Background: In 2006, the Government of India launched the accredited social health activist (ASHA) program, with the goal to connect marginalized communities to the health care system. We assessed the effect of the ASHA program on the utilization of maternity services.
Methods: We used data from Indian Human Development Surveys done in 2004-2005 and in 2011-2012 to assess demographic and socioeconomic factors associated with the receipt of ASHA services, and used difference-in-difference analysis with cluster-level fixed effects to assess the effect of the program on the utilization of at least one antenatal care (ANC) visit, four or more ANC visits, skilled birth attendance (SBA), and giving birth at a health facility.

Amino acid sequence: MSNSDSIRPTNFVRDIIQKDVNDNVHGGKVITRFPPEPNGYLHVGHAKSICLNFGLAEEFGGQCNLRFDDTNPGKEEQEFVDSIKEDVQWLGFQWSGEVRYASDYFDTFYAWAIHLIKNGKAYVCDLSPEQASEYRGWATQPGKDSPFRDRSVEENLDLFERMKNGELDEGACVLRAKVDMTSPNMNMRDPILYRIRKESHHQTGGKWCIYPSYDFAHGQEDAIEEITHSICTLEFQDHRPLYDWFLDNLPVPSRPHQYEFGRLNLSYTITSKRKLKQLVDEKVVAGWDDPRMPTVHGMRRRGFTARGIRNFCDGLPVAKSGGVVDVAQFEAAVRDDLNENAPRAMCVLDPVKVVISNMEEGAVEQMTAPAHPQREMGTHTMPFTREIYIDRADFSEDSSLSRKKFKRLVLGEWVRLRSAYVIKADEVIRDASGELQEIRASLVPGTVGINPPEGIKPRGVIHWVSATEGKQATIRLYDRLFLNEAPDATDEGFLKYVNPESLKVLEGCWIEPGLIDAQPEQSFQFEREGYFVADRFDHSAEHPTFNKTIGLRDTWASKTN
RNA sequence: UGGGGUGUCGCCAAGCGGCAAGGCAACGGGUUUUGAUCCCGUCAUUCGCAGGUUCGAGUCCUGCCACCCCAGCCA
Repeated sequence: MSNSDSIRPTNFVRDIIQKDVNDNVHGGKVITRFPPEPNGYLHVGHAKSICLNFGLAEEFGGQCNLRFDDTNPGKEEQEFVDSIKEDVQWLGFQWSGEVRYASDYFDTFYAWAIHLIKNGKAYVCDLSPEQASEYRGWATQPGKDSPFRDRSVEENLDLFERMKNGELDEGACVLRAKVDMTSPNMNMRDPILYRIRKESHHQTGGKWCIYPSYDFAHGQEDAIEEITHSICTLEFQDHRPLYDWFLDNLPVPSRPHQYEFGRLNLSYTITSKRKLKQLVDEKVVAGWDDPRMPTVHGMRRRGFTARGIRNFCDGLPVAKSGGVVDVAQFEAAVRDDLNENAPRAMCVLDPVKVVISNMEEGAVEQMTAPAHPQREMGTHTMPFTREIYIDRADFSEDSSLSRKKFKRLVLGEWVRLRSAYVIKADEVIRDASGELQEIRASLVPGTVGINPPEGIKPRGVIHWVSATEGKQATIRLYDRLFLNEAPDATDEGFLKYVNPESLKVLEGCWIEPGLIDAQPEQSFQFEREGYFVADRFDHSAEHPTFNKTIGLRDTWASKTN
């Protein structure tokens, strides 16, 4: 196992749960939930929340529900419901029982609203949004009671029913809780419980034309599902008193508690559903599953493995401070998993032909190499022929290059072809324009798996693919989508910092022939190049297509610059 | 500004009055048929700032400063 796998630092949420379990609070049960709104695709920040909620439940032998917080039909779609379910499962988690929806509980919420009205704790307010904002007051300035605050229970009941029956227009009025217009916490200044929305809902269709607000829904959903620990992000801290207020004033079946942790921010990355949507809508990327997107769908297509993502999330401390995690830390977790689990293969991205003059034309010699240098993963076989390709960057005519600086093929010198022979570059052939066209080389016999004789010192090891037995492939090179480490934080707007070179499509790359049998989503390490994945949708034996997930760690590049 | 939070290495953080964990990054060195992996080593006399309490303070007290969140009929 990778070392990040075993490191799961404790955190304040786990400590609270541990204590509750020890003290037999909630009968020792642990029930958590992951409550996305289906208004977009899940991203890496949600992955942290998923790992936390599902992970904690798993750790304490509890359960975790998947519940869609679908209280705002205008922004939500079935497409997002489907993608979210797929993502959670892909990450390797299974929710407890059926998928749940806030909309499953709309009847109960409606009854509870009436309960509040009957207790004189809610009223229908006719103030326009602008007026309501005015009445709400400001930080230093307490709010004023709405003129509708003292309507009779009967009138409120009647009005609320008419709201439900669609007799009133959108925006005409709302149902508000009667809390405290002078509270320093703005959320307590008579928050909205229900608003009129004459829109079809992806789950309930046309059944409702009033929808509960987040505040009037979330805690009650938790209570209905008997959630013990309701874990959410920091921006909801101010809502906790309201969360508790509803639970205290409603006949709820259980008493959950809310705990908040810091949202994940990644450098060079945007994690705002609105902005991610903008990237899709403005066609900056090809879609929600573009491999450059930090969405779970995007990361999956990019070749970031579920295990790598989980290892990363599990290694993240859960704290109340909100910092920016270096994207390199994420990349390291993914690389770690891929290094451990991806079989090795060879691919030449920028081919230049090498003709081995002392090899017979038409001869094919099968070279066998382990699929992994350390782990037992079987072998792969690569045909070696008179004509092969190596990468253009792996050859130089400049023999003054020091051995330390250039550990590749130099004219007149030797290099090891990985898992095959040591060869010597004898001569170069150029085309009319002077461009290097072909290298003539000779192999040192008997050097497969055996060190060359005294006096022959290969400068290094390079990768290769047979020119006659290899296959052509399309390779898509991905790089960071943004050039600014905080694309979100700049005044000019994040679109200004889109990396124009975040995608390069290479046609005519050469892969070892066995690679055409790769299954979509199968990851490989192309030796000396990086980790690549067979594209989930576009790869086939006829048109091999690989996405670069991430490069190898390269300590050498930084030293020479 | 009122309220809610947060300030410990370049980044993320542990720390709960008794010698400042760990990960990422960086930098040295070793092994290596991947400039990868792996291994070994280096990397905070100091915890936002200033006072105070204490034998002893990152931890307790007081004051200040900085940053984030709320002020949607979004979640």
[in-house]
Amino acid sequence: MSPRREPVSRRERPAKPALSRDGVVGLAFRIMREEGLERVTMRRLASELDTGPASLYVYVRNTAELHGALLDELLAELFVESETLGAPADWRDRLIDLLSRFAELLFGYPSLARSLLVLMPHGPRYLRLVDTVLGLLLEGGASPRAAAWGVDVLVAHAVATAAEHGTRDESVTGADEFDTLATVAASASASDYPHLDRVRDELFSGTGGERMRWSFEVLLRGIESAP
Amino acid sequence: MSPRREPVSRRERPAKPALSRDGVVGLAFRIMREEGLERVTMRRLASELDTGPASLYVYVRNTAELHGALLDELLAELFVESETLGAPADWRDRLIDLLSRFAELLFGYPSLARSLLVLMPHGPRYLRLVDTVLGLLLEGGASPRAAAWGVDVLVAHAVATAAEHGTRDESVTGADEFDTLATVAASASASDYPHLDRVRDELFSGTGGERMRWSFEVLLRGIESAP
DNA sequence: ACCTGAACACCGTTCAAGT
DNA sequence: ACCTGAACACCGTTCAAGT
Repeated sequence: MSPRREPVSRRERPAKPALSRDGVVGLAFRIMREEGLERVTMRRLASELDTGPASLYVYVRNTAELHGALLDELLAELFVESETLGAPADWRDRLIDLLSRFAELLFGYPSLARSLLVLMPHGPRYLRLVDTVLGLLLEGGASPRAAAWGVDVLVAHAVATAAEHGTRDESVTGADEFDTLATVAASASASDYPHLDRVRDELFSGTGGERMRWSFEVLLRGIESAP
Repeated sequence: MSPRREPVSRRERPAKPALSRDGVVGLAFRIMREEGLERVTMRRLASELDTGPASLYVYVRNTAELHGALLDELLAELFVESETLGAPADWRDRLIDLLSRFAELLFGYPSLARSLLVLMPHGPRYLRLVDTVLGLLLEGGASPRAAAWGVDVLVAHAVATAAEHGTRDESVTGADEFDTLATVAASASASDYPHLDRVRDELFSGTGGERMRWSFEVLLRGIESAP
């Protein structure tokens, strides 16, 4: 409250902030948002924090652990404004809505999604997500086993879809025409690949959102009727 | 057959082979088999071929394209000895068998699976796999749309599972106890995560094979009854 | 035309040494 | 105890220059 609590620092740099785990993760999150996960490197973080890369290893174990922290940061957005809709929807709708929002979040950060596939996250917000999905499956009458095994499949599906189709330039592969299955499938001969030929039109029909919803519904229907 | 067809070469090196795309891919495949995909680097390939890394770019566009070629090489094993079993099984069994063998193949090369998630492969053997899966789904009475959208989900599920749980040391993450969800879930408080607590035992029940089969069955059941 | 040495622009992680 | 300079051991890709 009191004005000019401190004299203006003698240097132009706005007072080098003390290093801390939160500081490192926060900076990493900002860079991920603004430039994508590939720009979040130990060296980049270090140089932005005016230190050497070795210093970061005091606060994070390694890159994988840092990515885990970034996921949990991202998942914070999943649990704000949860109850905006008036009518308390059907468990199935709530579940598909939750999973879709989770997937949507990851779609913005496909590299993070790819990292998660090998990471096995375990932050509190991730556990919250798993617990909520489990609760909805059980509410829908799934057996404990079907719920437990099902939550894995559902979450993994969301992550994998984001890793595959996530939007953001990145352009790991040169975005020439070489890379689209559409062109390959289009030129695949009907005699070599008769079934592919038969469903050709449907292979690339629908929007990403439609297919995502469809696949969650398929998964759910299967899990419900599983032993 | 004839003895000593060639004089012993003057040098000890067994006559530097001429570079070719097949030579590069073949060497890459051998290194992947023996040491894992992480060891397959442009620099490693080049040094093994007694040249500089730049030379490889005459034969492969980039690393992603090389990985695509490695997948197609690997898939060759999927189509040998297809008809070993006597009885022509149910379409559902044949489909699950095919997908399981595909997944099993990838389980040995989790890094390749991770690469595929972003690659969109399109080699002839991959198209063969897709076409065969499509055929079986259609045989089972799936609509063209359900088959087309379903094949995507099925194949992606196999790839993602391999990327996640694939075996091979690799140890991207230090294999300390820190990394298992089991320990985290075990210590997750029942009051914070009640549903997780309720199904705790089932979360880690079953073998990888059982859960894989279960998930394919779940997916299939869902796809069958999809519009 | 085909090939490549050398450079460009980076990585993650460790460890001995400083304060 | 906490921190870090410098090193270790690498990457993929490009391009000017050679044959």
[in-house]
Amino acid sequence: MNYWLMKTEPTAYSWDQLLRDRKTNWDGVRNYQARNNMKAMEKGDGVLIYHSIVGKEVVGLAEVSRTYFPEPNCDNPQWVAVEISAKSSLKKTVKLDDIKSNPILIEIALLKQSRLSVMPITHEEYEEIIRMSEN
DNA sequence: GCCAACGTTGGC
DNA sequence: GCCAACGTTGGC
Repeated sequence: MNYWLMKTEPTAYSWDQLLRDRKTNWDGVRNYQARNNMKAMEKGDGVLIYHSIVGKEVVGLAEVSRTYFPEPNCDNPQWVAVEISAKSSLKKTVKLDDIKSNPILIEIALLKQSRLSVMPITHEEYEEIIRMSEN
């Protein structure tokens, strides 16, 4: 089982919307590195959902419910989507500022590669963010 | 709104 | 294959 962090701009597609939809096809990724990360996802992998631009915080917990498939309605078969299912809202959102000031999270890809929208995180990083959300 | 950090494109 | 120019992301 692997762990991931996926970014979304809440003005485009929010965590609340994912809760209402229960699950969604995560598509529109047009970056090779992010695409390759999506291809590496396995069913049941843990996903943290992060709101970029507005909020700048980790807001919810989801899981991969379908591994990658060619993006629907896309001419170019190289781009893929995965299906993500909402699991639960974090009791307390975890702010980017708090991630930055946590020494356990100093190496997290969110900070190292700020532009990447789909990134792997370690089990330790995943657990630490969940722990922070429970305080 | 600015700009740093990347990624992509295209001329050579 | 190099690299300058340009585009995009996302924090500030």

Results: Substantial variations in the receipt of ASHA services were reported with 66% of women in northeastern states, 30% in high-focus states, and 16% of women in other states. In areas where active ASHA activity was reported, the poorest women, and women belonging to scheduled castes and other backward castes, had the highest odds of receiving ASHA services. Exposure to ASHA services was associated with a 17% (95% CI 11.8-22.1) increase in ANC-1, 5% increase in four or more ANC visits (95% CI - 1.6-11.1), 26% increase in SBA (95% CI 20-31.1), and 28% increase (95% CI 22.4-32.8) in facility births.
Conclusions: Our results suggest that the ASHA program is successfully connecting marginalized communities to maternity health services. Given the potential of the ASHA in impacting service utilization, we emphasize the need to strengthen strategies to recruit, train, incentivize, and retain ASHAs.
Keywords: Accredited Social Health Activist; Antenatal care; Community health workers; Impact evaluation; India; Maternity care; Primary health care.